Gap Buffers

I recently mentioned a personal project I’m working on to create a text editor, which I’m calling nabu. Tonight, I thought I’d take some time off from writing code to talk a bit about the data structure I’m using for the nabu character buffer: the gap buffer.

At its core, a character buffer is just a mutable list of characters. A list is an abstract data structure that holds an indexed set of elements. A mutable list can be modified, so you can replace any element with a new element, as well as add and remove elements at any index. A key feature of a list is random access, meaning you can access any element from the set by using its index.

There are lots of ways to implement a list data structure. The most straight forward is an array list, where a sequence of consecutive memory locations are used to store the elements, one element per location. An array list is really simple, and really memory efficient. It’s really fast to iterate over, great for random access, and modifying existing elements is extremely quick. However, inserting and deleting elements is generally quite slow. In the worst case for an insert, you need to reallocate the entire buffer (in order to get enough space for the new element), which involves copying every existing element to the new location, and then copy every element again to move them out of the way for the new element. Deletion is similar, though doesn’t usually require reallocation.

Another implementation option is a linked list, where the elements are stored in a set of nodes. Each node stores a single element as well as a pointer (reference) to the next node in the list. Linked lists are pretty efficient at element modification, insertion, and deletion. They’re relatively quick at iterating, but terrible at random access (in its simplest implementation, a linked list requires iterating all the way from the beginning to the element in question). They can also require a significant amount of memory overhead; in the case of a character buffer, a linked list can easily double the memory requirements, or worse (e.g., adding a 32-bit pointer for each 32-bit Unicode character).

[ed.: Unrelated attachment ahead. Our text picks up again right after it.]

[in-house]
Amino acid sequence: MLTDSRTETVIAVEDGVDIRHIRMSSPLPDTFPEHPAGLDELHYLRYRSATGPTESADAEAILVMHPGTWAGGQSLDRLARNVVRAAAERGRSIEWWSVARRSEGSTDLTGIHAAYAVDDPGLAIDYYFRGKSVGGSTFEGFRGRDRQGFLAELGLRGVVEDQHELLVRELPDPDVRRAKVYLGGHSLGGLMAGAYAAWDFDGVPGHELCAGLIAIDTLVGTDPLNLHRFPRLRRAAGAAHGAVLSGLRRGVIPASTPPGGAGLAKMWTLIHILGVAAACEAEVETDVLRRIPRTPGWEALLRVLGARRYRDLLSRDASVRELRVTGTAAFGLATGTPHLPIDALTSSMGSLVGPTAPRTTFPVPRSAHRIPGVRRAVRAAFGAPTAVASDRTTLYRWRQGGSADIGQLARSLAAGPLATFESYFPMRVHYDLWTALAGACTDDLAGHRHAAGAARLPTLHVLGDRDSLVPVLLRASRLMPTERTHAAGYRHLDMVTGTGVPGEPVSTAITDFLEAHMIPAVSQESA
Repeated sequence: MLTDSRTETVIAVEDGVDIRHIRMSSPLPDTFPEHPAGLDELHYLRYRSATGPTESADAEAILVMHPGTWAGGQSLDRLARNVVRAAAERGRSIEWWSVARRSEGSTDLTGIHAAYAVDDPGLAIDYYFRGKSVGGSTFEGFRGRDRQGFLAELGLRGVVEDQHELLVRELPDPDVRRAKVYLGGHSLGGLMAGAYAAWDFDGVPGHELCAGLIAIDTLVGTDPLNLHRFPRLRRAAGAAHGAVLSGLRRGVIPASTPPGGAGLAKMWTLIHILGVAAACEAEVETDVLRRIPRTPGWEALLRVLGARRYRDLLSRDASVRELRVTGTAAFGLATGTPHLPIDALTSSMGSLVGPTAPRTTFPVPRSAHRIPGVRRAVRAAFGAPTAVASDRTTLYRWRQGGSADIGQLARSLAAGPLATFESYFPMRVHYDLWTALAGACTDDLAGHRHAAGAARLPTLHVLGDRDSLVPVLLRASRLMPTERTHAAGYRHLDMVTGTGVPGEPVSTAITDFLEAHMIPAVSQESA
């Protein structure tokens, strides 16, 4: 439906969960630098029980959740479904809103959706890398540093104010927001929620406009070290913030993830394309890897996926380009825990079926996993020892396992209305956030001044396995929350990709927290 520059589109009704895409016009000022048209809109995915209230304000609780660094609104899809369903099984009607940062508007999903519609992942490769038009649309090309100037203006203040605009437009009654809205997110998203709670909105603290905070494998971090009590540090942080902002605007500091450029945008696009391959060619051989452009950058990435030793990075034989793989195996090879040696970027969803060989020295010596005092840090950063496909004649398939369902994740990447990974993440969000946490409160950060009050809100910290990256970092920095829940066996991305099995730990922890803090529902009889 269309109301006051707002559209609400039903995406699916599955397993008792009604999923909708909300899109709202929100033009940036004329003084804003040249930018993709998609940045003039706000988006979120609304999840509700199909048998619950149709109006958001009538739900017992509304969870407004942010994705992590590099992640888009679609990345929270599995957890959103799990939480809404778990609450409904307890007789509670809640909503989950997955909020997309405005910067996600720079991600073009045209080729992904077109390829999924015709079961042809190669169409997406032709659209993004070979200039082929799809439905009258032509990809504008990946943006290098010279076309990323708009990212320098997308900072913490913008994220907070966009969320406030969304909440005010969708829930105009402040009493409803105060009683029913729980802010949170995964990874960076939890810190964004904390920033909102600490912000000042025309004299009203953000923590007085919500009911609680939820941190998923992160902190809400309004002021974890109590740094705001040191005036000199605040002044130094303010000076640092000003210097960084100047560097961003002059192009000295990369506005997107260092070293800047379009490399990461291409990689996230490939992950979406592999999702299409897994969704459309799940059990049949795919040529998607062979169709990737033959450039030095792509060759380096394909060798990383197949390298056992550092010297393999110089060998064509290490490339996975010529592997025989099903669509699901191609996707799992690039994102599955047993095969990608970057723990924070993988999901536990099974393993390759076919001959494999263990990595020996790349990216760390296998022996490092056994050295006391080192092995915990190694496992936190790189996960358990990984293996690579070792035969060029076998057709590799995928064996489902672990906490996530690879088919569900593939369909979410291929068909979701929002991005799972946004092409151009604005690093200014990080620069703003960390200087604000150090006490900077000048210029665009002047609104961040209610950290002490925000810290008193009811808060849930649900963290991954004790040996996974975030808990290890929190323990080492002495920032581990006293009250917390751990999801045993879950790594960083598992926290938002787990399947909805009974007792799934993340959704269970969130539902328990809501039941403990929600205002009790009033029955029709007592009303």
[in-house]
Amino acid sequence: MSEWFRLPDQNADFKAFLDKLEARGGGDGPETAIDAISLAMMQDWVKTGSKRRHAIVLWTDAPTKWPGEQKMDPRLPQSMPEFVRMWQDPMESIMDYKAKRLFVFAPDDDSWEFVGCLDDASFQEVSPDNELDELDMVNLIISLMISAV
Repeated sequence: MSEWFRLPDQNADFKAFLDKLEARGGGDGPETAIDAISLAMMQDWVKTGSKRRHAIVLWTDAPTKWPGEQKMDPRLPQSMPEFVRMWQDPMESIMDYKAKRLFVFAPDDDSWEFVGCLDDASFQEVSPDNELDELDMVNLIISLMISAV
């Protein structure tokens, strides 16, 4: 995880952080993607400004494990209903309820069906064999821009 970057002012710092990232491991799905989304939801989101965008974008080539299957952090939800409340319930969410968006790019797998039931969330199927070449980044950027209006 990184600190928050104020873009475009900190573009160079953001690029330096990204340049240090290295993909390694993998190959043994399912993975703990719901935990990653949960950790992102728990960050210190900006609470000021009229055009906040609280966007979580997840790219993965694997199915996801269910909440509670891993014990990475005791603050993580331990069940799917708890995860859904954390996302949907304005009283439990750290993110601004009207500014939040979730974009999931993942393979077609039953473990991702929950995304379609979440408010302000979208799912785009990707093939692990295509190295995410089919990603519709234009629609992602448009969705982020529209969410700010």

Insertion and deletion are critically important for a text editor, so an array list would be a costly choice of implementation. A linked list would be better in this regard, but the memory overhead would be significant, as would the slowness of random access (imagine moving the cursor from the beginning of a document to the end by iterating one character at a time).

A third way to implement a list is called a gap buffer. Structurally, it’s very much like an array list but with a simple modification that makes insertion and deletion much cheaper. For this reason, gap buffers are commonly found in text editor implementations, including my own implementation in nabu.

So what is a gap buffer? Simply put, it’s an array list with a gap in it. Imagine you have an array list but you know you’re going to be appending some elements to it. You can pre-allocate additional space at the end of the array for the future elements. Conceptually, the buffer now has a gap at the end that can be filled in with added elements.